Sorry, this is long. I'm just a bit sick and tired of my friend making a song and dance out of other children's bad behaviour but not her own kids'. I feel that my friend is likely to tell others that my DD had a tantrum, but not mention the many tantrums her much older DS had, which led to him being carried out of the room at least twice. I suspect that my friend will mention it to me, not in a big way as it wasn't a massive tantrum but when talking about the party. I'm getting worked up wondering how to respond. I'm tempted to mention her own son's bad behaviour but that would be petty. I also feel upset that she turned inside again without saying goodbye to me, but she probably just got distracted by her other guests. I just worry that she was cross with my child.

I'm probably being oversensitive wink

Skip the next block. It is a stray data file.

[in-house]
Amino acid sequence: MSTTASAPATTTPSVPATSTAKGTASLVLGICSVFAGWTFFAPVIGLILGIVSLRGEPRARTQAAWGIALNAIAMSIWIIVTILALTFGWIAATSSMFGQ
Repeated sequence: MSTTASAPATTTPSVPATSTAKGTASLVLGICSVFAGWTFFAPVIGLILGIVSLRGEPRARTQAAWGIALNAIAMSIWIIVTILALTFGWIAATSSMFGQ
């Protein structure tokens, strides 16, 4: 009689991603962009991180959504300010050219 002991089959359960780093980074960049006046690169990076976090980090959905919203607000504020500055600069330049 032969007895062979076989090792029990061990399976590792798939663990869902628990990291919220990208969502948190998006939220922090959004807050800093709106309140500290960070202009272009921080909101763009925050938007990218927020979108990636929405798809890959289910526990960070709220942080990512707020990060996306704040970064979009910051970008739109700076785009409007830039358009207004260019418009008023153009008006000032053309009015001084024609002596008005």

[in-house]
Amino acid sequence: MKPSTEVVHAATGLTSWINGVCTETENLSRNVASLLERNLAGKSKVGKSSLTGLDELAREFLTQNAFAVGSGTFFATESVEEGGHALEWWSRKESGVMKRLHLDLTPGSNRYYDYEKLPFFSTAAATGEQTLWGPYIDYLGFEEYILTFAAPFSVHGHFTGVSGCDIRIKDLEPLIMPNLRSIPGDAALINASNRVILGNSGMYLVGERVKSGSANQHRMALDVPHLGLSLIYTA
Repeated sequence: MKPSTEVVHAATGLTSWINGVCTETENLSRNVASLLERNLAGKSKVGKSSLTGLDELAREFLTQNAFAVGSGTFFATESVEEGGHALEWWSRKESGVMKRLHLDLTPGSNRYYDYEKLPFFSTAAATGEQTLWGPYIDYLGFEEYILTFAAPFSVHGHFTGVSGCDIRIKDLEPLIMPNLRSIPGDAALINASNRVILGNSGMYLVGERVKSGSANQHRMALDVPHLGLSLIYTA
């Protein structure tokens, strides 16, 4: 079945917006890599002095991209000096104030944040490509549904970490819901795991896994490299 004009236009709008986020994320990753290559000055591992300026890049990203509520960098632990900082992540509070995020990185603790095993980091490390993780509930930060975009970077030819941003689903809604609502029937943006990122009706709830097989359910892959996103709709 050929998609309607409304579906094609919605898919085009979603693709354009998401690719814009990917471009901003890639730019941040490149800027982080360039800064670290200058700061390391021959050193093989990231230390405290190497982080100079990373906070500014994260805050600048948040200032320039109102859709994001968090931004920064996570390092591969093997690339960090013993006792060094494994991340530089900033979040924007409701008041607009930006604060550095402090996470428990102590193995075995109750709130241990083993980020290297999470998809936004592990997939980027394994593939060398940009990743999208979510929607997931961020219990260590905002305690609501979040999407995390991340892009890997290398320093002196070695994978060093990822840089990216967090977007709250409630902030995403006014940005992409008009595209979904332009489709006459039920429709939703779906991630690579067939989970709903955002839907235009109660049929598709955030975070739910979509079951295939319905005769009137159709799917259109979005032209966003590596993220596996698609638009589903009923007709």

morocco Sat 10-Oct-09 23:28:18

maybe it's time you and your friend started going for nights out/meals out/child-free time cos I can't see this working out otherwise - your friend sounds a pita about her kids

colditz Sat 10-Oct-09 23:30:20

No, I don't think you're being insensitive, but you do need to do something I am sure as hell you won't do, and that is challenge her!

When she was rattling on at your DD, you should have say "Yes yes, DFriend, shut up about it, God, she's only four - your seven year old's wap attack put her to shame, I've never seen a child that age flip out like that! Are you absolutely sure everything's ok with him? It would have me worried, a big boy like that having to be carried out of the room like a toddler!"